Erdogan has always had authoritarian and autocratic tendencies. In February 2003, with the AKP firmly ensconced in power, he even changed the party’s statutes, replacing its original constraints on the leader’s authority with a centralized hierarchy in which virtually all power was concentrated in his own hands. Nevertheless, during the AKP’s first term in power, there were other individuals in high-ranking positions who either had personal powerbases in the party or an international standing. They included Bulent Arinc, the parliamentary speaker from 2002 to 2007, who had a strong following in the conservative wing of the party, and Interior Minister Abdulkadir Aksu, who was one of the leaders of the AKP’s Kurdish MPs. Even if he did not originally have a strong following among the party’s grassroots, during his term as foreign minister, President Abdullah Gul acquired considerable international stature.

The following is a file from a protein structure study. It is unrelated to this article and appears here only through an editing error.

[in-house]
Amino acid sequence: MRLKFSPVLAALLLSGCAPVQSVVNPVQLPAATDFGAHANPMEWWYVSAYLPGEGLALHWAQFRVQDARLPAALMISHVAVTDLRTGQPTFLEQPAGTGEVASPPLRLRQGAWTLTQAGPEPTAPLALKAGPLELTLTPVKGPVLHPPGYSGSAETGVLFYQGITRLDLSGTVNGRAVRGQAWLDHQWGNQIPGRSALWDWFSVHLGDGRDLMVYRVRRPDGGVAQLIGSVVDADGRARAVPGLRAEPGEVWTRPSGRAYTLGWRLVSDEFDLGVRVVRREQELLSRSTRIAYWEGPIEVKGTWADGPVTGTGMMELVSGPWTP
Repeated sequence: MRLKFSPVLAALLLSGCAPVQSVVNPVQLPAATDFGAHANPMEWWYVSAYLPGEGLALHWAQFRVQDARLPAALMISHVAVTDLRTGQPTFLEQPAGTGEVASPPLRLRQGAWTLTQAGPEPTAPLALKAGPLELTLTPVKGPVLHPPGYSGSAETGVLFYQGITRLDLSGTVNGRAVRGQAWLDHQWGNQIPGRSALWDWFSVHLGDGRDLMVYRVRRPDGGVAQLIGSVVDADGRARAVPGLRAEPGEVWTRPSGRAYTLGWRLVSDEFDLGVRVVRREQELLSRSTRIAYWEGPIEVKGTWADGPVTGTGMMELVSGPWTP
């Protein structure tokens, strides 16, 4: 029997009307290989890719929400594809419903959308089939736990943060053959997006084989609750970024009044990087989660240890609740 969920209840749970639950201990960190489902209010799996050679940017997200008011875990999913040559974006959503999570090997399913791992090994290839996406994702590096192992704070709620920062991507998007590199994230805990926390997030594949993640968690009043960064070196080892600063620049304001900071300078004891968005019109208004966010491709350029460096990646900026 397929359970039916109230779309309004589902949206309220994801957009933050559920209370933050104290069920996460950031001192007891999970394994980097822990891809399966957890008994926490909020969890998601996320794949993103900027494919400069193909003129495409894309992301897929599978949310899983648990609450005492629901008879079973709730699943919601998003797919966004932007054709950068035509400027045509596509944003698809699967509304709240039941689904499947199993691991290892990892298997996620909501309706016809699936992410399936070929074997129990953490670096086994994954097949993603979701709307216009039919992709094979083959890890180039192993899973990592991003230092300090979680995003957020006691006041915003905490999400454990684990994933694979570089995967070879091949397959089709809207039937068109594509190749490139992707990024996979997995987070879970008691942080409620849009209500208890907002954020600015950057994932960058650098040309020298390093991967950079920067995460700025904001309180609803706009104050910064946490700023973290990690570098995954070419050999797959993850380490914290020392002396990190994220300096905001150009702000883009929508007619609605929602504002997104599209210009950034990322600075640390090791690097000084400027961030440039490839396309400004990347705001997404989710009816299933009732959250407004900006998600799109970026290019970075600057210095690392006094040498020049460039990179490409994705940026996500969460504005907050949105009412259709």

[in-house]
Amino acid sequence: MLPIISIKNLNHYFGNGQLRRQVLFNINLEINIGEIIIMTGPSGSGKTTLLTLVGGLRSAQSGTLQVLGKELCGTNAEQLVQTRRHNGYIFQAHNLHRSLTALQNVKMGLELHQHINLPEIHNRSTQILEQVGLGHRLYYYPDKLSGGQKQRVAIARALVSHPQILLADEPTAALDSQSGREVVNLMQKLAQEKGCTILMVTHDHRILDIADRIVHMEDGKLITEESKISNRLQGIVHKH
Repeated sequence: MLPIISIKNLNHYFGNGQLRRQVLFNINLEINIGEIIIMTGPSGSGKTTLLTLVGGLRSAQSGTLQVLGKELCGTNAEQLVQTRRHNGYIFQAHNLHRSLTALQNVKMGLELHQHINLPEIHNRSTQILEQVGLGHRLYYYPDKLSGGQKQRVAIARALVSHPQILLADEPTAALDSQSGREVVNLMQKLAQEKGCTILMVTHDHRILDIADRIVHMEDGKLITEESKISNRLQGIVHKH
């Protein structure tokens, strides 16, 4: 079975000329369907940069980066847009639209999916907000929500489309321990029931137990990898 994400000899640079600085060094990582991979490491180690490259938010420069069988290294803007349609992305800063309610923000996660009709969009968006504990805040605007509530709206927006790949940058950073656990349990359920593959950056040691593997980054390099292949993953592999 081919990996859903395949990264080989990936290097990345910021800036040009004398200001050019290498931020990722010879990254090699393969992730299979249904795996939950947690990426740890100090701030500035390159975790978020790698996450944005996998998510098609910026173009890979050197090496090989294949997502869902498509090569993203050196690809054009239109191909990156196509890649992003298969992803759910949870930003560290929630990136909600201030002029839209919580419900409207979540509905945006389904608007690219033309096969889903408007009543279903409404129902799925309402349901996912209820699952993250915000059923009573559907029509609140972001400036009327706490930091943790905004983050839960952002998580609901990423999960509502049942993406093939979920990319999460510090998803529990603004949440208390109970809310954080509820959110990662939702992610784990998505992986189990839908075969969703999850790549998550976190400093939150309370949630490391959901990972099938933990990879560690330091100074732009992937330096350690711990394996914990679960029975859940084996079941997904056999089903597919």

Under the Turkish Political Parties Law, the leader can effectively select all of a party’s candidates for parliament. During the period 2002 to 2007, there was considerable resentment among many AKP MPs at Erdogan’s autocratic methods and his tendency to surround himself with a closed circle of trusted advisors. In summer 2004, when a group of AKP MPs complained that they needed time to debate a draft law in parliament, Erdogan brusquely told them that all of the necessary preparations had been made, and their job as MPs was merely to approve whatever the party leadership put before them. Together with others who had voiced unease at Erdogan’s autocratic methods, the MPs were subsequently omitted from the AKP’s list of candidates for the July 2007 elections.